- Section 4.8 says that the listed RDF vocabularies MUST be used, but the third paragraph of Section 5.1 makes the use of rdfs:member optional.  Those two states are currently in conflict.  Although Section 5.1 is non-normative, the material in it is repeated in Section 5.2.3 (also marked non-normative).  The cleanest way to fix this is probably by removing the rdfs:member entry from the table in Section 4.8.

- The non-normative Section 5.1.3 says, "LDPCs may support... Paging", but the normative Section 5.3.4 says SHOULD.  These should be brought into alignment.

- The first paragraph of Section 5.1.4 makes a good point that clients may wish to order results themselves.  However, the next paragraph throws away that flexibility in order to allow pagination.  I understand that we want to keep requirements small, but perhaps it is worth discussing whether clients should be able to request ordering based on a particular property's value.  I would imagine that a server could always respond that it doesn't support such behavior (a server MAY implement server-side ordering).

- Section 5.3.7 suggests that a client may request a descending order for pages, but doesn't provide guidance on how the DESC keyword should be passed to the server.

- Section says, "The Linked Data Platform does not define how clients discover LDPCs." Has this be decided by resolution or by default?  I would like to suggest that a mechanism similar to that found in Callimachus would be a very useful addition to this spec: HTTP OPTIONS requests may be made on the root URL of a site and on each container to discover relevant URLs for navigation via LINK: headers.  Details of our design may be found at [2].  The value is to provide a standard mechanism for resource discovery on a host or service basis that is consistent with HTTP.  I didn't want to raise an issue on this in case it has already been decided by resolution, but suggest that this be a MAY, not a MUST, requirement.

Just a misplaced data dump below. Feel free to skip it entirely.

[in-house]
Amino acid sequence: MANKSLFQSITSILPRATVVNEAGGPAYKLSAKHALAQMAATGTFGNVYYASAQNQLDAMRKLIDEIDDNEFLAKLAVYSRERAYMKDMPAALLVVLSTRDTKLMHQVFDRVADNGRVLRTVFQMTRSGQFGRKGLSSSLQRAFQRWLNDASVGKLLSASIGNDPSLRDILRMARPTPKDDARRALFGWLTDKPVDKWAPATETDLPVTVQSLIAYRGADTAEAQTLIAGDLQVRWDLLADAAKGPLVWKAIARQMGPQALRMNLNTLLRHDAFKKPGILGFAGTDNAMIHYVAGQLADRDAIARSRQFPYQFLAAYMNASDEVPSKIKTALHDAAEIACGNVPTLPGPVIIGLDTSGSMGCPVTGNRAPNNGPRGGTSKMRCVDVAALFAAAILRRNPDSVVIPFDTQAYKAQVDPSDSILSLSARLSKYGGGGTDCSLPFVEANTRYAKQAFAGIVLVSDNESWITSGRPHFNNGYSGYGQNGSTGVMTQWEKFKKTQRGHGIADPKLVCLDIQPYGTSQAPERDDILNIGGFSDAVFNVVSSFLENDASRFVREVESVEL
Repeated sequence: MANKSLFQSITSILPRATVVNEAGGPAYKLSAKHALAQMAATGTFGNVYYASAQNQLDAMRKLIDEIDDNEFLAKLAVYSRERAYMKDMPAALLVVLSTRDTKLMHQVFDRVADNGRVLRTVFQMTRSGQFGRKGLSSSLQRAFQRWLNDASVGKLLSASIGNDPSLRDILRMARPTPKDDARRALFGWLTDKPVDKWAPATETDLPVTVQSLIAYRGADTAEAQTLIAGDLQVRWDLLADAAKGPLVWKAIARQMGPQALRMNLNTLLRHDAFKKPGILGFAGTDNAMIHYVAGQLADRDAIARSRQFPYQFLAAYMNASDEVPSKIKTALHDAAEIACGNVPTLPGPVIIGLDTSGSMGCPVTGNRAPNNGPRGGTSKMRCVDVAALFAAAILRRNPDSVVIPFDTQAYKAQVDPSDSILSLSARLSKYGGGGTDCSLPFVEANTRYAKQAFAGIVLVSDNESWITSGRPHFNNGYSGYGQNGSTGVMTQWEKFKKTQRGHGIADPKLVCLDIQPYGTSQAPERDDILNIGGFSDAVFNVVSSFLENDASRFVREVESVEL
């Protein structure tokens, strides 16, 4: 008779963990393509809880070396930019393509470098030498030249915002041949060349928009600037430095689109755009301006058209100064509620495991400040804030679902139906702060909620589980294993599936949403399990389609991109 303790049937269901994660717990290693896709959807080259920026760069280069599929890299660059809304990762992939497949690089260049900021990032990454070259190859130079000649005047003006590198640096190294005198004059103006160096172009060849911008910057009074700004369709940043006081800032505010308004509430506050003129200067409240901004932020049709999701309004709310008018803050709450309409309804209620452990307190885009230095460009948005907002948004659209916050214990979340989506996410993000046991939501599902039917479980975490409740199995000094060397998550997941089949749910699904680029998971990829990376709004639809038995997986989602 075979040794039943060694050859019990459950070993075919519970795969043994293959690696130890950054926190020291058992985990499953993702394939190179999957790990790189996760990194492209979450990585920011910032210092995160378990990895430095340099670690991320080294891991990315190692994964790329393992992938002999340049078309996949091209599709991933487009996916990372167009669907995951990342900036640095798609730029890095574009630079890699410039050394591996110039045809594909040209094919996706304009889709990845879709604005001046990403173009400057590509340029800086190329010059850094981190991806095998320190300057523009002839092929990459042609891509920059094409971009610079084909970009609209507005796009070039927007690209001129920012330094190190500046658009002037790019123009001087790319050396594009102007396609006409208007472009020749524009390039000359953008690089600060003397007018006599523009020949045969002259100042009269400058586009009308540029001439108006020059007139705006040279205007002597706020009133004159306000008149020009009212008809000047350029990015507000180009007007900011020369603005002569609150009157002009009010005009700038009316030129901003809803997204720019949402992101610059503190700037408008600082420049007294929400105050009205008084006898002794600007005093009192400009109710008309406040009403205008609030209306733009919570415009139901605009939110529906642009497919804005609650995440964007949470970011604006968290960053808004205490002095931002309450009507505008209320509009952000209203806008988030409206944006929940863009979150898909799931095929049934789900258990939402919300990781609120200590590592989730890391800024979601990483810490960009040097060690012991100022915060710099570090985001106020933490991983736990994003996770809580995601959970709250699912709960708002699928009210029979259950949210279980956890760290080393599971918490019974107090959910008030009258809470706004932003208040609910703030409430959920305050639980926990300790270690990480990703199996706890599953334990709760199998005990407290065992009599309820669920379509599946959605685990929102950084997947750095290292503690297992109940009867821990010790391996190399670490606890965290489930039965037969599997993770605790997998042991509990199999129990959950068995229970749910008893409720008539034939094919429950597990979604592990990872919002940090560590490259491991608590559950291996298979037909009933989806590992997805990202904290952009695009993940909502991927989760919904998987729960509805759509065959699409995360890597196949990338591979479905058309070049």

- Section 5.4.8 says that "LDPC servers MUST interpret the null relative URI for the subject of triples... as referring to the entity in the request body". I understand why you would want to do that, but this is another case where implementors should be expected to scream.  You are asking them to introspect each triple during ingest just in case it might contain a null relative URI in the. subject position.  Then you are asking them to assign a URI for the resource before the parsing is known to be valid...

- I suggest adding the input documents listed in the LDP WG Charter to the Acknowledgements section.

B.  Document style

- I found the normative and non-normative guidance presented in Section 3, Conformance, to be confusing.  There are at least two problems with it: It is unclear which content is (e.g.) a guideline or a note and some non-normative sections clearly give MAY/MUST requirements.  Please see below for specific details regarding the latter problem.

- Section 5.1.3 contains a couple of "mays" in the second and third paragraphs that read like they should be MAYs.  Section 5.2 has a bunch of MAYs, MUSTs and a SHOULD NOT.  However, both sections are explicitly marked non-normative.  This is at best confusing and at worst going to make trouble when the document is in Last Call.  I suggest that anyplace there is a defined term from RFC 2119 that paragraph or section should be normative.